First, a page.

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Ecology. 2013 Jan;94(1):62-71.

Resource availability and imbalance affect plant-mycorrhizal interactions: a field test of three hypotheses.

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Department of Plant Biology, Michigan State University, Plant Biology Laboratories, 612 Wilson Road, Room 368, East Lansing, Michigan 48824, USA.


Ecological stoichiometry can explain major trends in how interactions among species change across fertility gradients, but important questions remain. For example, stoichiometry predicts that fertilization should cause plants to reduce carbon allocation to arbuscular mycorrhizal fungi and, consequently, reduce fungal abundance, but responses in the field are highly variable. In a field experiment, we tested three hypotheses that could drive this variation: (1) fungi are nitrogen limited in very nitrogen-poor soils, so fertilization increases their abundance; (2) the N:P ratio of fertilization affects plant carbon allocation to fungi; (3) plant species differences affect fungal response. Our results support all three hypotheses: stoichiometry and species idiosyncrasies jointly determined fungal response to fertilization. We provide field evidence in support of the hypothesis that nitrogen can limit fungal abundance in temperate grasslands. We also show that fungal abundance in soil (hyphal length) differed beneath two dominant plant species: big bluestem (Andropogon gerardii) and smooth brome (Bromus inermis). These grass species also differed in the degree to which they reduced root colonization with fertilization, but these differences in allocation did not lead to differential responses to fertilization in terms of fungal abundance in the soil. This study shows that, while ecological stoichiometry is a useful framework for understanding the effects of eutrophication on this important and widespread species interaction, including these subtleties can increase the predictive power of the theory.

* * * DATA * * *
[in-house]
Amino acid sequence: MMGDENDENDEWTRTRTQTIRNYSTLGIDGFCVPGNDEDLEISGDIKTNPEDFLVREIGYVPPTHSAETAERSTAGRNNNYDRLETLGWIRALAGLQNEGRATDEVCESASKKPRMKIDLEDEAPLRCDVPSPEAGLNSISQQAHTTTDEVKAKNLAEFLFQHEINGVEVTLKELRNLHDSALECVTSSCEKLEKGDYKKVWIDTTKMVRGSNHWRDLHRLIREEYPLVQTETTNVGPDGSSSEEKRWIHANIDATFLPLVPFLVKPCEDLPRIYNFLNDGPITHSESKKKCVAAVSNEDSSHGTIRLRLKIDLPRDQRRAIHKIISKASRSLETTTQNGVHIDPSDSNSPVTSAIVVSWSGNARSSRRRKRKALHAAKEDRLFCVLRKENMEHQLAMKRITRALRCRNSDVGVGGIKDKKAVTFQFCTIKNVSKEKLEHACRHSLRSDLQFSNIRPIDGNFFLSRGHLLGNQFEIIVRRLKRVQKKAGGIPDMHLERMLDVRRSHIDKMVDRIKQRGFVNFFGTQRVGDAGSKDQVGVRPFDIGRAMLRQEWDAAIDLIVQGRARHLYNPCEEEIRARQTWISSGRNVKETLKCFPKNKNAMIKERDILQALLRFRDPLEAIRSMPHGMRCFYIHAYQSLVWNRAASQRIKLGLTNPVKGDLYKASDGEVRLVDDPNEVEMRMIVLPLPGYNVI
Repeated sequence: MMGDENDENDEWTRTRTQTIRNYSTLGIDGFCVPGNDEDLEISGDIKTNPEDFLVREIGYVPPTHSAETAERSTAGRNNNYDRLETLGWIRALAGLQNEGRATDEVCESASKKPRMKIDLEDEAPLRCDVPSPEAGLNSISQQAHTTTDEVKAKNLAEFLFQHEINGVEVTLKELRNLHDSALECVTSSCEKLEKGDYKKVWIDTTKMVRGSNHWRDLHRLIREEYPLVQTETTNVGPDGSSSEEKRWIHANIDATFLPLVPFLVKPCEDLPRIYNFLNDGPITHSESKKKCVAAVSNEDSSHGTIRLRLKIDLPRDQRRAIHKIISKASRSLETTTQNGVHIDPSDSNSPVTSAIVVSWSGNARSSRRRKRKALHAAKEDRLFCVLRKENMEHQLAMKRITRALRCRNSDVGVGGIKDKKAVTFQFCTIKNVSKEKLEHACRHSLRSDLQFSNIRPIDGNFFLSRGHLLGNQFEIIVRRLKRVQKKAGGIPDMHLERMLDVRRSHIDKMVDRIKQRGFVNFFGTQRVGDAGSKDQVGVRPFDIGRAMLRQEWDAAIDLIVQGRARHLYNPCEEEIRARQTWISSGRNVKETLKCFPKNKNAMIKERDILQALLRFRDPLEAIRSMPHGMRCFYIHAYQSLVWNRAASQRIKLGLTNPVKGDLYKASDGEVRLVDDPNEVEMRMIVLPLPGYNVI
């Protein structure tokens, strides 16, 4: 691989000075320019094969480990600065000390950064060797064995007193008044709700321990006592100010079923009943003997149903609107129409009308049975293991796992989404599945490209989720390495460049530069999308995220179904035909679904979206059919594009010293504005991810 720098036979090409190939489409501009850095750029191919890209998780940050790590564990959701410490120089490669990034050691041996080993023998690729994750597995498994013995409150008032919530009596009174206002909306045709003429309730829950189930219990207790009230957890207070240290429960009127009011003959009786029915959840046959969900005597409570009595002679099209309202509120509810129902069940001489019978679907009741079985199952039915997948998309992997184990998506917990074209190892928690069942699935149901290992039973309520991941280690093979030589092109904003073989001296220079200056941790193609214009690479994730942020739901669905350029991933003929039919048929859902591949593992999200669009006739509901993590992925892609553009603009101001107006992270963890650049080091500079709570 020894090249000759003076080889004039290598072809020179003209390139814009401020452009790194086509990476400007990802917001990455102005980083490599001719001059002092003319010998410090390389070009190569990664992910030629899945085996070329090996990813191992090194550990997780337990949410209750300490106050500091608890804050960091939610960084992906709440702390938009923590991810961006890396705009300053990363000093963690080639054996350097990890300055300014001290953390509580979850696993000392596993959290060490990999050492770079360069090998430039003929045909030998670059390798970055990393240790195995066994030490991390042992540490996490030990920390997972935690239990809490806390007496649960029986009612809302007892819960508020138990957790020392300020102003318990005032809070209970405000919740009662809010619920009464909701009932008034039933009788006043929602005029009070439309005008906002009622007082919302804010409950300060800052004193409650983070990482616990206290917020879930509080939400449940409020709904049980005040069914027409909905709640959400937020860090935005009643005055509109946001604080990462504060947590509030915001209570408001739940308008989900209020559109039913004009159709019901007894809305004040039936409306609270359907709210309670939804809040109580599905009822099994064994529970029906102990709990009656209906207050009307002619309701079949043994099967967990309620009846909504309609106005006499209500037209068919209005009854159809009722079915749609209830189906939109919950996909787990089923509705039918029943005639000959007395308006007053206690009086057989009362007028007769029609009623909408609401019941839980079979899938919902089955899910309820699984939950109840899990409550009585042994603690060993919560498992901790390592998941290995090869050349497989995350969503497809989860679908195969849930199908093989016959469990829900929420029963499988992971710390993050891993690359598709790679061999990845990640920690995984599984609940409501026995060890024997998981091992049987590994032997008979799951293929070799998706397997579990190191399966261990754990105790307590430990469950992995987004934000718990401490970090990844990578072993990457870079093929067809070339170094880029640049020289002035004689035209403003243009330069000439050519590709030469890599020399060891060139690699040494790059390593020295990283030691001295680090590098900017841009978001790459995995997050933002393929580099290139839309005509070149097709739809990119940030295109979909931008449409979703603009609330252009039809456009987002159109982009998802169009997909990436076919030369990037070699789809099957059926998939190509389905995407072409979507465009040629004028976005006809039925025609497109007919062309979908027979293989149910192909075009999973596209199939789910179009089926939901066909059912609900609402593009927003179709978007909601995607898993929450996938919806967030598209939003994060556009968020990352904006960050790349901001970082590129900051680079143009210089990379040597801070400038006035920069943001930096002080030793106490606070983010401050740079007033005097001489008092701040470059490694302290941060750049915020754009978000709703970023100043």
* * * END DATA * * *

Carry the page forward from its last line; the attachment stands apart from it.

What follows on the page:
[Indexed for MEDLINE]

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